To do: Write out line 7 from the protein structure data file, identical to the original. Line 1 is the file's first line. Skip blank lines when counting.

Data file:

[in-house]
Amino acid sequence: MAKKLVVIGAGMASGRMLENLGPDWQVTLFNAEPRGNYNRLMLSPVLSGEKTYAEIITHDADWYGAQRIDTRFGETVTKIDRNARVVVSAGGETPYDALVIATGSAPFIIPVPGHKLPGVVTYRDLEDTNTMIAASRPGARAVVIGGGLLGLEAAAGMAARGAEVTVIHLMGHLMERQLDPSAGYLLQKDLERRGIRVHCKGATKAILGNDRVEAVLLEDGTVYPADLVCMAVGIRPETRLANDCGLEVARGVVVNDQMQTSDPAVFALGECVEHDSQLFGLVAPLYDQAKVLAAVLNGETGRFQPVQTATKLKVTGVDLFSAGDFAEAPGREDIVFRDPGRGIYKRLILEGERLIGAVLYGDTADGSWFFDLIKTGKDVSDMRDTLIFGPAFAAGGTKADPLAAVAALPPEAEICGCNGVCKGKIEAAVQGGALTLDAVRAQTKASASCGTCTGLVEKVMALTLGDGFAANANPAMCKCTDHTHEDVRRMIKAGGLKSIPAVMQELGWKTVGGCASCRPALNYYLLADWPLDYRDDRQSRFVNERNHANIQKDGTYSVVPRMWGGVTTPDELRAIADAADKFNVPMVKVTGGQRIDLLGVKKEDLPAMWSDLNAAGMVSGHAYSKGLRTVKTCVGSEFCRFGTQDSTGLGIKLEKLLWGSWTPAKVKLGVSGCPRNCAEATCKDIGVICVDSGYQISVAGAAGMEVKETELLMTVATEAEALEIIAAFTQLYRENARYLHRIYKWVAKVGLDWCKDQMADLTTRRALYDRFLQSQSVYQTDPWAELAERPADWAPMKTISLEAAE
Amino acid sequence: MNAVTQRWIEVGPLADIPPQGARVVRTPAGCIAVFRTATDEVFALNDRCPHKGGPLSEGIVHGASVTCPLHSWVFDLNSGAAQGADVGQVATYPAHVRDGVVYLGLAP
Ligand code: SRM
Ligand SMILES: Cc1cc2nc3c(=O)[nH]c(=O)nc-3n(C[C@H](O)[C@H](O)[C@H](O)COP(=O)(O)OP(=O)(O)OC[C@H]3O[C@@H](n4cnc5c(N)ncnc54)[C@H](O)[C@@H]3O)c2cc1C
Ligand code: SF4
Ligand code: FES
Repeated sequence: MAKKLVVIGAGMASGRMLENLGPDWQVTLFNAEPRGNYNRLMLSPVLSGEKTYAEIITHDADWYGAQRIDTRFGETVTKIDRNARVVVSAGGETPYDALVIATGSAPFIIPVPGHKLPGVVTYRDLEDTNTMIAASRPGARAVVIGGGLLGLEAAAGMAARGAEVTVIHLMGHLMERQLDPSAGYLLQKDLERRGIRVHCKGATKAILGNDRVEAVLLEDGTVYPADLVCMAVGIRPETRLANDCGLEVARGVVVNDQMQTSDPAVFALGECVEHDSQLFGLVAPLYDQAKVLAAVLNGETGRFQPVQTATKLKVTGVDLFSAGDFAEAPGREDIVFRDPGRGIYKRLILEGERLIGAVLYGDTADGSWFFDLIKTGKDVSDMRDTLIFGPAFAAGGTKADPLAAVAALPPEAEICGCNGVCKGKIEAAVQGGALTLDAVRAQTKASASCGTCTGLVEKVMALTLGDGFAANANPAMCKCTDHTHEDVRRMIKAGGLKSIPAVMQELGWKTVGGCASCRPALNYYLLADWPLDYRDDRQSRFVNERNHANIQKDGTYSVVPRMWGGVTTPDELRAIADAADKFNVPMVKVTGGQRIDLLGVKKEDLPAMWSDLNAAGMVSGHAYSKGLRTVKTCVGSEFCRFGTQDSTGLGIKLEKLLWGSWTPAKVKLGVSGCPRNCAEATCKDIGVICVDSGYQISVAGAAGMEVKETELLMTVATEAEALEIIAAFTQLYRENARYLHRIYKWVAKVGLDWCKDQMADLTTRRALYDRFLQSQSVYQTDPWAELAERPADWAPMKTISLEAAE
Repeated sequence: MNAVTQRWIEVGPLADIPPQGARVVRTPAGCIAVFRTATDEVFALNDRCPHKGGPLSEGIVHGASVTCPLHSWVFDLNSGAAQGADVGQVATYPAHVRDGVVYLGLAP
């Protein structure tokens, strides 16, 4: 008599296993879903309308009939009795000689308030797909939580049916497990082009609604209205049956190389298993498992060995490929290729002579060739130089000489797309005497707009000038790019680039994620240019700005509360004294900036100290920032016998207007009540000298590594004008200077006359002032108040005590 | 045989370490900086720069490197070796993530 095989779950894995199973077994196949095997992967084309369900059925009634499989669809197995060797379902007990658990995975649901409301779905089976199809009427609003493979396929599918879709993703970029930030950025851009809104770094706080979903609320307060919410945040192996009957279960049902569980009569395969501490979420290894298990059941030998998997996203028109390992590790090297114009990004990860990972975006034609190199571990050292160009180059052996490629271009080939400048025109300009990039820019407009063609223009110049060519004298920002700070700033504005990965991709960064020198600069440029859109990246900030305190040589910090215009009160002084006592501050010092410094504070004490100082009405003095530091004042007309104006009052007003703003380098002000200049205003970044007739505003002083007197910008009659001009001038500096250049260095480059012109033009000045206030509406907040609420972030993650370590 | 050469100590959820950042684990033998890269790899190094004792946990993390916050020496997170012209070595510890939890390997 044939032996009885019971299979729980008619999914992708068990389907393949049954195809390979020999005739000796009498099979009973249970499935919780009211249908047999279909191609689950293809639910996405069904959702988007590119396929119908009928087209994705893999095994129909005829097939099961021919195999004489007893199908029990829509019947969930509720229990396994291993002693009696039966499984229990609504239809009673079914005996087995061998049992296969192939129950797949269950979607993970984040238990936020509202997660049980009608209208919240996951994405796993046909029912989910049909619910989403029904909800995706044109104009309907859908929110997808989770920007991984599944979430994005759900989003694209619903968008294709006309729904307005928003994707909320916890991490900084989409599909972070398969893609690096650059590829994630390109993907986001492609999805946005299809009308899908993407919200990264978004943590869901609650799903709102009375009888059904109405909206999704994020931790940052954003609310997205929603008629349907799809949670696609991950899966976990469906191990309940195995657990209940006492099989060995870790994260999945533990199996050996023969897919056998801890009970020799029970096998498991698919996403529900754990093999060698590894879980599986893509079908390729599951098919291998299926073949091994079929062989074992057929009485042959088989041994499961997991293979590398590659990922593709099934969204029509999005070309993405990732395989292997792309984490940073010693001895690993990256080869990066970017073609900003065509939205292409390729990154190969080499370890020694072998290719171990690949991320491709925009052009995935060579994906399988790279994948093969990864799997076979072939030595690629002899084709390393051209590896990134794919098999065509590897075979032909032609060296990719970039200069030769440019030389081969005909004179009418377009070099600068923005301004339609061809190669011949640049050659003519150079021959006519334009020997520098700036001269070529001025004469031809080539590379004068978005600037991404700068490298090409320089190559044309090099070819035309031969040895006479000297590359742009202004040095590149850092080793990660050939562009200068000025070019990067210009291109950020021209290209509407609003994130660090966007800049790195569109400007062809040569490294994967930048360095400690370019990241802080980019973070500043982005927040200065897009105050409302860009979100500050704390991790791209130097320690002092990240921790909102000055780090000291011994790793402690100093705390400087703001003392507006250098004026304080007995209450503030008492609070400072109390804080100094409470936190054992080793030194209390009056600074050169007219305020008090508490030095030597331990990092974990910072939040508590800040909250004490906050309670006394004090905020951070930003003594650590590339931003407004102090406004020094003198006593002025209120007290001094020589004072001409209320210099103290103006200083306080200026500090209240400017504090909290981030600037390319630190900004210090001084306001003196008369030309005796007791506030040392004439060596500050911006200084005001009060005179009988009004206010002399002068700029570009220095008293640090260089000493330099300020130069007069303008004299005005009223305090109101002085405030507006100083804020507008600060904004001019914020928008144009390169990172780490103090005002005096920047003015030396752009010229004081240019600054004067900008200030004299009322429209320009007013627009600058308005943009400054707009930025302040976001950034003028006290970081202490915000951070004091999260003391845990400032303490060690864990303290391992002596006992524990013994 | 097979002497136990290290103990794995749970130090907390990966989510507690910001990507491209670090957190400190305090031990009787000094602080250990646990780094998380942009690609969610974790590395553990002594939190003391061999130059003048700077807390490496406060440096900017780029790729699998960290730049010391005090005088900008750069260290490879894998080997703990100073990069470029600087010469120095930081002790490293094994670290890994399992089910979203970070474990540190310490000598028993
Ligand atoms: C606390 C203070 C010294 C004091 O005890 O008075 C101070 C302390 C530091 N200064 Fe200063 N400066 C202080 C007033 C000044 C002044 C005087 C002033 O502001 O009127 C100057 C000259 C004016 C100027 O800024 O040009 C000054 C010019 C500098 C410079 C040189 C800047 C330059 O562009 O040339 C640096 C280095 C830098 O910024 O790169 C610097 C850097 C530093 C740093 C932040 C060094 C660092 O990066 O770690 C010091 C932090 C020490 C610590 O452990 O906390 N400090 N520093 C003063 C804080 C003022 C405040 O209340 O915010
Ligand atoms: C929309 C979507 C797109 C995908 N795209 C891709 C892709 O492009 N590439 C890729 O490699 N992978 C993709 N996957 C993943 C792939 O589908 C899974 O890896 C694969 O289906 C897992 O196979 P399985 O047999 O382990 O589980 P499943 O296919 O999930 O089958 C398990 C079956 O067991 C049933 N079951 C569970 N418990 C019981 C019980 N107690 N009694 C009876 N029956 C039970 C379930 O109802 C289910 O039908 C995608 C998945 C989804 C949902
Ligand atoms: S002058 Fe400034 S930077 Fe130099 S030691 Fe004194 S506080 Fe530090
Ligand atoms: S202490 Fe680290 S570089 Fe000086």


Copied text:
Ligand code: FES